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Against the Grain with Sasha Lilley - September 3, 2014 at 12:00pm

Against the Grain, for September 3, 2014 - 12:00pm

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Against the Grain with Sasha Lilley

Richard Swift considers alternatives to capitalism, from state socialism to anarchism, social democracy to degrowth.

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September 3, 2014, edition of

September 3, 2014, edition of Against the Grain with Sasha Lilley, guest Richard Swift: “alternatives to capitalism – from state socialism to anarchism, social democracy to de-growth”

“Gate-guarded communities” is the only mention that indicates Richard Swift’s grasp of a critical element in our problems. But what I never heard underneath all of the talk of socialism, capitalism, anarchism – is people, people working together. He speaks of government, the state, the system as if these are separate and distinct, abstracts – not entities peopled by people. Bad or good, corrupt or not, and all points and shades in between, there are faces, people doing the systems, governments, states and municipalities, etc. And these people, individuals, not unlike indeed including your guest see others as “those” others – usually inferior others. When someone says, “We need to have” jobs or a living wage or shelter “for ‘them’,” even if “them” is implied, the speaker is placing himself, usually a “himself,” above or more powerful, better off – and likely feeling “entitled” as the “natural order of things” to be more, higher, better than those others. Thus “gated” and “guarded.”

Your guest says “we” should “give” power to other people. “Noblesse oblige” was the old left or old liberal mantra of an earlier era – the obligation of those of “high birth”; “egalitarianism” for the “lesser,” who are created and sustained as, e.g., “the poor” because the “high born” are taking far more than their fair share. This is evidenced also in U.S. foreign relations model when U.S. officials bomb undeveloped and underdeveloped countries and rush in “humanitarianism” to bomb them some more.

Richard Swift talks about “going back to”. If some of us went back to, we’d be slaves or fugitives. In his selective-brained nostalgia, he fails to sense the import either of U.S./North American history or current conditions right across Africa, parts of the Middle East, Southwest Asia where people cannot begin to speak in narrow terms of “growth” (multinational corporations and western governments send people cellular phones instead of sanitation systems and clean running water). Economic systems and concepts such as “growth,” systems of governance such as “democracy”, and even ideological spectrums are entirely too subjective for one-dimensional concepts or simple solutions. Yet there is a fundamental connectedness among peoples and systems.

And this is the critical idea that is overlooked: the very opposite of “gated” and “guarded” begins with roundtables. Liberals and leftists and anarchists and feminists have never risen to nor plumbed the depths of this idea. Perhaps heading the table is more ego-stroking than rounding it.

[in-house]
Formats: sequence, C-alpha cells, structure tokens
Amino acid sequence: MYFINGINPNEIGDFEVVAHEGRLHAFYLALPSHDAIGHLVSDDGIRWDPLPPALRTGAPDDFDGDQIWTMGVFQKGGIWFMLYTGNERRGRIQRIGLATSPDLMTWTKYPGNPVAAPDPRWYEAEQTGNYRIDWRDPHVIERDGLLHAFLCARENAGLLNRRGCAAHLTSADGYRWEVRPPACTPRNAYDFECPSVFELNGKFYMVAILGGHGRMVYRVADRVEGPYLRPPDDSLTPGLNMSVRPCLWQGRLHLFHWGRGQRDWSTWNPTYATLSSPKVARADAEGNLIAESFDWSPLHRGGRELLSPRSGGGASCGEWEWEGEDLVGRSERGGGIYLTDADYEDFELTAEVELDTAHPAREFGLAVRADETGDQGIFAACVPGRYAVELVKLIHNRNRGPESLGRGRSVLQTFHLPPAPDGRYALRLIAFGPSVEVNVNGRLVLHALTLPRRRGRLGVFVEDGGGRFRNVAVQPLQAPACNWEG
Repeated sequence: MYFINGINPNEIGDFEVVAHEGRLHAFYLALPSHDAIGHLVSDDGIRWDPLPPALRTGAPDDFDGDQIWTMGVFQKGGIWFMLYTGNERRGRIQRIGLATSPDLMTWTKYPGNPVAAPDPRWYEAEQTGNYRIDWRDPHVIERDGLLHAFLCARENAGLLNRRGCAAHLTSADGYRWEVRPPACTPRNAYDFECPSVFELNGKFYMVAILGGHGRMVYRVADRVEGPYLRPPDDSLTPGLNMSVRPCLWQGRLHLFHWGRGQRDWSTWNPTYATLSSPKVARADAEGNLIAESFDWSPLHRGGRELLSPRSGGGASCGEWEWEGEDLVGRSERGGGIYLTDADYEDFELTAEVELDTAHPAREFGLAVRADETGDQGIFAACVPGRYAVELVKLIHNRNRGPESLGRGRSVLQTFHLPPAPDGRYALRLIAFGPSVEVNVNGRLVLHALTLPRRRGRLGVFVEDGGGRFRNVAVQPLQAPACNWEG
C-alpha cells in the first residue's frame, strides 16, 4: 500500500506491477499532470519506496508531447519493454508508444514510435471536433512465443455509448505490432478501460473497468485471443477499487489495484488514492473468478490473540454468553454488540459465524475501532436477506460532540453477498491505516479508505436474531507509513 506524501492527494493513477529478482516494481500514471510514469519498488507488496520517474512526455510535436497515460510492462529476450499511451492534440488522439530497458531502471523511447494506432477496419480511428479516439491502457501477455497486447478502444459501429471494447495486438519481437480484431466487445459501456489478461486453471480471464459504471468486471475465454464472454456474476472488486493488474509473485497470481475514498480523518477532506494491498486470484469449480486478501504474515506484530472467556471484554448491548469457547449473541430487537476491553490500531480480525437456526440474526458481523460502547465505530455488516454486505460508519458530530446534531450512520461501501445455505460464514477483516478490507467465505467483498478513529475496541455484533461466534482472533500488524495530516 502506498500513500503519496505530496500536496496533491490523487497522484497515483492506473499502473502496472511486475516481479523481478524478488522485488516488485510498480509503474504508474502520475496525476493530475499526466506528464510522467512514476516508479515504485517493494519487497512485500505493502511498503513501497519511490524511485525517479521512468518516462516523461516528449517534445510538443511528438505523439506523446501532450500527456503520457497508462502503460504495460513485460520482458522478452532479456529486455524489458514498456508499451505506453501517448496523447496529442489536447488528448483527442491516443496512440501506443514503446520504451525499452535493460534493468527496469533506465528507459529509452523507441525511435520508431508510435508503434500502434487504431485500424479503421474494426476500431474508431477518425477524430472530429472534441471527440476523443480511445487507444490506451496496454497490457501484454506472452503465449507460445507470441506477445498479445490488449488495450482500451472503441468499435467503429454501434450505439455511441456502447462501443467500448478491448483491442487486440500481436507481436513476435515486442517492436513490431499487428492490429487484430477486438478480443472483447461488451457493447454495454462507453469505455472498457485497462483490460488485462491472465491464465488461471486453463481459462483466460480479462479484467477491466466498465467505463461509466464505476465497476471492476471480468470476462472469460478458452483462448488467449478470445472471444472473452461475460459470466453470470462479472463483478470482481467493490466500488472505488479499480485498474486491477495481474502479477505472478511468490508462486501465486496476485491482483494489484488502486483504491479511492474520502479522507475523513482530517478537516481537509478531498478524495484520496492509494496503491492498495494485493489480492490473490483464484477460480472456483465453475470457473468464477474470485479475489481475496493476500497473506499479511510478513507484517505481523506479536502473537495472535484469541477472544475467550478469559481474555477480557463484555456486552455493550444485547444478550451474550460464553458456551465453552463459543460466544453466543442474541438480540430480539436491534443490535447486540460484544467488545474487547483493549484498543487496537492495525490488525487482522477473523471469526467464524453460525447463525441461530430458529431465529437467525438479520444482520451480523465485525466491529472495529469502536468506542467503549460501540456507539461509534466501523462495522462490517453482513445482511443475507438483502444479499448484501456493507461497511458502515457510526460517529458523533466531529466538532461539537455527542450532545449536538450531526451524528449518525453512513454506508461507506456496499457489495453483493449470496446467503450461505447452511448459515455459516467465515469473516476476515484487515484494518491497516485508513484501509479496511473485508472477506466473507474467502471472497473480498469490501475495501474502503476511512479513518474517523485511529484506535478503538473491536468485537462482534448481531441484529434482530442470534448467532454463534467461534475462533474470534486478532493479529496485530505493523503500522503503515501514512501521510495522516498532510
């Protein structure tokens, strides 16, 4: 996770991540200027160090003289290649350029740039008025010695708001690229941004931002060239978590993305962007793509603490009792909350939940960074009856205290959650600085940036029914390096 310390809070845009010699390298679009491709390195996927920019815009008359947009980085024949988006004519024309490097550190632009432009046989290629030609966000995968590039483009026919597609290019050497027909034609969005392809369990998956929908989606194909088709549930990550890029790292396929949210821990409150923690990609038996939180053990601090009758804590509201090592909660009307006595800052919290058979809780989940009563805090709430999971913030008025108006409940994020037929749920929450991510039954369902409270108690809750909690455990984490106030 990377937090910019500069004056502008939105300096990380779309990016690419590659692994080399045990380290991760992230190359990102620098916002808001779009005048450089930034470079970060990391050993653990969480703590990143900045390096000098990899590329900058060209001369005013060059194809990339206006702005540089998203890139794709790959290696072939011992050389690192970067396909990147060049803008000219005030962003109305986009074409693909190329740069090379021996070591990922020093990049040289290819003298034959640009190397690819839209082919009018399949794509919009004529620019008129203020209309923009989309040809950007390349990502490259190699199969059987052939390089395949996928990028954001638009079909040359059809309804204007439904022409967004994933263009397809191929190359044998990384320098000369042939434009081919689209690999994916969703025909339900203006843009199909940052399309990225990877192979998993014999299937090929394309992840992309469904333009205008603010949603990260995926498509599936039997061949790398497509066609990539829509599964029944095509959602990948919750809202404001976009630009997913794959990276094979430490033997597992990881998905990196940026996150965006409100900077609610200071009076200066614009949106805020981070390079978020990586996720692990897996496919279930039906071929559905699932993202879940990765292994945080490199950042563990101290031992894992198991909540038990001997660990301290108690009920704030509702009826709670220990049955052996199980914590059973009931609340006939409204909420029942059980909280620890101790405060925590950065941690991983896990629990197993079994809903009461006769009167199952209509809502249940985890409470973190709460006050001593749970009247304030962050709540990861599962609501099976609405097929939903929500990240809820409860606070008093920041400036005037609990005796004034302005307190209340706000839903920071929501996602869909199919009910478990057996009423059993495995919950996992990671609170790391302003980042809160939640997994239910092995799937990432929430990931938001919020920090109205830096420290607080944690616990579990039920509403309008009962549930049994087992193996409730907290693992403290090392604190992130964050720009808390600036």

The idea of roundtable, a leveler, means all are equal, speak as equals, coming together for the public good, equally contributing out of their difference, whatever the difference. Like the “human being”, like “America”; like representative government laid out in our historic documents, there is embedded “potential”, a “whispered promise” which can be realized in the continuous, progressive effort of one after another generation. We have never given serious and sustained effort to the “promise” in and our responsibility to make progress (evolve, add to, move forward) toward the constitutional mandate of forming “a more perfect Union.”

As is true of many programs of this sort, the underlying motive is to push an author’s latest product, I understand that; but in doing so, the listener really gets a singular idea or perspective and misses what is really essential: the richness of fuller knowledge made possible by the roundtable, interacting varieties of ideas and angles for public good. Though interesting for intellectualizing (and, to be fair, more than this given time restrictions), there is a prior issue that is more critical than economic systems or systems of governance; and though there are elements of the past that must be conserved (ignorance of the past clouds present perception and future vision and dooms a people to repeat the worst of the past), going back is never progress. Neither is going left or right. Progress is reflectively, consciously ferreting out the constructive good, adding to it, pushing it, evolving toward the highest potential, realizing that whispered promise.

Carolyn LaDelle Bennett
Western New York

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